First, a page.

Consider three salaries: $5,000, $50,000, and $60,000. The average is $38.3k, but it’s weighed down by the low $5,000 figure. The median — the middle number — is a better representation of what a typical person earns because it’s not influenced by outliers. According to Payoneer:
The median salary is often much closer than the arithmetic mean to what common intuition would give for the typical salary. Strangely, people, political parties, newspapers, even statisticians continue to calculate the arithmetic mean and present it as a “typical” salary answer, when median salary would be much closer to what people want to know.
Now, onto the good stuff.
What support pros earn
The number of participants has grown significantly year over year:
While a sample size of 706 is relatively small and the results aren’t wholly representative of what customer service professionals earn around the world, the survey helps shine a light on this growing field and enables business owners, managers, employees and job seekers to hold more informed conversations about compensation.
The median customer support salary for 2018 is $50,000. All monetary amounts are USD.
We should emphasize that these are worldwide medians — not just North America and Europe where salaries tend to be higher.
The majority (96%) of survey participants work full time (30+ hours/week). For the rest of the analysis, we’ll focus on full-time employees who indicated they earn at least $5,000 per year. (We made the call to disregard a few entries indicating annual salaries under $5,000 for full time employees — these numbers are likely due to self-reporting errors — e.g., respondents could have misread the line about annual salary vs. monthly).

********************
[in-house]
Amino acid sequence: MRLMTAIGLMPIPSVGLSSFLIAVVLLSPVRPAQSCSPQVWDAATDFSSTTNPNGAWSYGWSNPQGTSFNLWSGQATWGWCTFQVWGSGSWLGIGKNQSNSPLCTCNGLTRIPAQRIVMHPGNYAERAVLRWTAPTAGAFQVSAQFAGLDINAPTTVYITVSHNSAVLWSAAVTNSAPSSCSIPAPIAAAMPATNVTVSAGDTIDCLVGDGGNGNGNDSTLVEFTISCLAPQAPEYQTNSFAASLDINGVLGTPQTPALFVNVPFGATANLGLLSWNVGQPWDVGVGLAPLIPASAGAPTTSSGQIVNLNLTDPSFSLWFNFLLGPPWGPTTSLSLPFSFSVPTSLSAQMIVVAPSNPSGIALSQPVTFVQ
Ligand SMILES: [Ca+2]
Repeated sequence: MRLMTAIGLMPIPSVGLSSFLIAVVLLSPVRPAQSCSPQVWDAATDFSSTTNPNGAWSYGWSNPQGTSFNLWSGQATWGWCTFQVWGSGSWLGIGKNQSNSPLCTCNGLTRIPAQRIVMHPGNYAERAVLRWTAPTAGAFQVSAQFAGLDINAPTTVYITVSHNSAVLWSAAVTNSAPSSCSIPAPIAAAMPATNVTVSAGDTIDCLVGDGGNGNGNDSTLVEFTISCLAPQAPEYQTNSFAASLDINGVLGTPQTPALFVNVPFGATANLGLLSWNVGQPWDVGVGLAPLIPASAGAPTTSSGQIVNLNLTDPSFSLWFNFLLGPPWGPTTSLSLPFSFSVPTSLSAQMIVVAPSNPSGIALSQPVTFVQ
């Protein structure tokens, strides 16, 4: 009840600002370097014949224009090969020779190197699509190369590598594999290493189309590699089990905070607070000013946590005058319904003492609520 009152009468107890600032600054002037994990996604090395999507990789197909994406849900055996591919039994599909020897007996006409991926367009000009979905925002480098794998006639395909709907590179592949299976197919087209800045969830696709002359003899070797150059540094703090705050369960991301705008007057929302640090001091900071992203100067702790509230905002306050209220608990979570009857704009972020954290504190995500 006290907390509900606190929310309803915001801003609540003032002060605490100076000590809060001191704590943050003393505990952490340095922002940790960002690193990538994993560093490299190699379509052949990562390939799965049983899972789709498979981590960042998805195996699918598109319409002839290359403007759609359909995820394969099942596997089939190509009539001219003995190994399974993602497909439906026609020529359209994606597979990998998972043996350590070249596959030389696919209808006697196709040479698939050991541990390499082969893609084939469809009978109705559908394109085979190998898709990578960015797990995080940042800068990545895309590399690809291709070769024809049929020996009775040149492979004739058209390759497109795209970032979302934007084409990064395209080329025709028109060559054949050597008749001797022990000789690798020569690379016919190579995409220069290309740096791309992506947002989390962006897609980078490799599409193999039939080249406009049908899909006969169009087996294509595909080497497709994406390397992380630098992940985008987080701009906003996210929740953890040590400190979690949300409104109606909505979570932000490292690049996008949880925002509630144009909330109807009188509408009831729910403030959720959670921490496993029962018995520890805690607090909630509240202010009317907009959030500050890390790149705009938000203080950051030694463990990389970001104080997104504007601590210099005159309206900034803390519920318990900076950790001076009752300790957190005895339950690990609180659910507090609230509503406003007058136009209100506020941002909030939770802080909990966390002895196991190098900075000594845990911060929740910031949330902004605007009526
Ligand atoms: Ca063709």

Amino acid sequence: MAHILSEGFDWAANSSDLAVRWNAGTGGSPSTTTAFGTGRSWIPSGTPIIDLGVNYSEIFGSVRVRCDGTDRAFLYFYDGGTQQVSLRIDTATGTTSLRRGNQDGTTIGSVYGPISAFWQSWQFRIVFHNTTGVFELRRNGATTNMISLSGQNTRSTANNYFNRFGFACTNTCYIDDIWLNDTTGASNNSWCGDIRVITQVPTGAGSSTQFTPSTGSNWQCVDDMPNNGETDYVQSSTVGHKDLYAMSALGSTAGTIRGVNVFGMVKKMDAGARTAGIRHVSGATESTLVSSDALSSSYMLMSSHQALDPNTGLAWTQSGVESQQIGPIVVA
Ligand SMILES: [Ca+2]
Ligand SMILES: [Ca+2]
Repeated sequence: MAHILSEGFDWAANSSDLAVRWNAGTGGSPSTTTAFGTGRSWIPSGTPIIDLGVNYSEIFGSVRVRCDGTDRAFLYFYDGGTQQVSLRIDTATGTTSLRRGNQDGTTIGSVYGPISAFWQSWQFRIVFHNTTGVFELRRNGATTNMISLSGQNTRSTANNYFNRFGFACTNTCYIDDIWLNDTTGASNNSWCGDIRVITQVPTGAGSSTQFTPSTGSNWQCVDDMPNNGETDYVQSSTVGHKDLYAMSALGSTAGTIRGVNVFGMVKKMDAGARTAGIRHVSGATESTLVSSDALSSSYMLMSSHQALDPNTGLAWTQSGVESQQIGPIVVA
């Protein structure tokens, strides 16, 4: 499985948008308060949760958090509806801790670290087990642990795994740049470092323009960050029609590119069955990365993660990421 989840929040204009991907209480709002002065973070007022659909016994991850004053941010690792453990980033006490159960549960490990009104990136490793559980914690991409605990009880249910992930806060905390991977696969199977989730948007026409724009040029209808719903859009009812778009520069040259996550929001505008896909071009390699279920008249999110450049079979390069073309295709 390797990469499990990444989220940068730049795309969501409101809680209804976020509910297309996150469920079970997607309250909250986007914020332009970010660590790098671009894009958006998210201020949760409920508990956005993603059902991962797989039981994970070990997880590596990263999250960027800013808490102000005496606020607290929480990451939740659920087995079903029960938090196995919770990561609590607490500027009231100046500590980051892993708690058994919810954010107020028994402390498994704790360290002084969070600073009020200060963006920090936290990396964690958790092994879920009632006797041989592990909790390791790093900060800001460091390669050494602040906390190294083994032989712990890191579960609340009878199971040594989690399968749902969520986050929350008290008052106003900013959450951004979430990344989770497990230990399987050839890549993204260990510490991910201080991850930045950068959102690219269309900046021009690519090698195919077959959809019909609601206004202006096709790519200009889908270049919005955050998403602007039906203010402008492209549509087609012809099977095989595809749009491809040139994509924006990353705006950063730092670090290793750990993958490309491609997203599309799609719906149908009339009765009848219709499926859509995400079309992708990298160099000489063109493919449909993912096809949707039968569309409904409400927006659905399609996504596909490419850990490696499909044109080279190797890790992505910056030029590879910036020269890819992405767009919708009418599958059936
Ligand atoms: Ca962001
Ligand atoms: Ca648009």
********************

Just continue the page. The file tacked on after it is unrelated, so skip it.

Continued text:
Gender and ethnicity
- 408 Women
- 288 Men
- 7 non-binary or third gender
- 3 preferred not to answer
As in years past, the median salary for women ($50,000) is slightly lower than it is for men ($52,000)* — not ideal, but a smaller wage gap compared to other industries in general.
Women make about 95% of what men earn in support in 2018, similar to what we saw in 2017.
Also similar to last year’s report, women earn:
- Slightly more than men at entry level.
- About the same as men at 5-9 years of experience.
- Less than men with at 10+ years of experience.
Non-binary, other genders, and those who preferred not to answer are not depicted in charts due to small sample size.
This year, for the first time, the survey included a question about ethnic identity. The breakdown:
Because most of the survey participants identified as Caucasian, we don’t have enough data about other ethnicities to draw meaningful conclusions about salary differences. We also wanted to avoid oversimplification and false equivalences (e.g., comparing Caucasians’ salaries against all people of color, or reporting that people of a certain ethnicity are paid less when that could be due to other factors like working in lower cost-of-living areas).
Roles, tenure, and experience
Not surprisingly, managers make more money than people who perform only frontline support. Those performing frontline support make $43,581 compared to $55,000 for those who do frontline support and management, and $70,000 for managers and other leaders who don’t do any frontline support.
Women make up:
- 63% of those who do frontline support
- 54% of those who manage and do some frontline support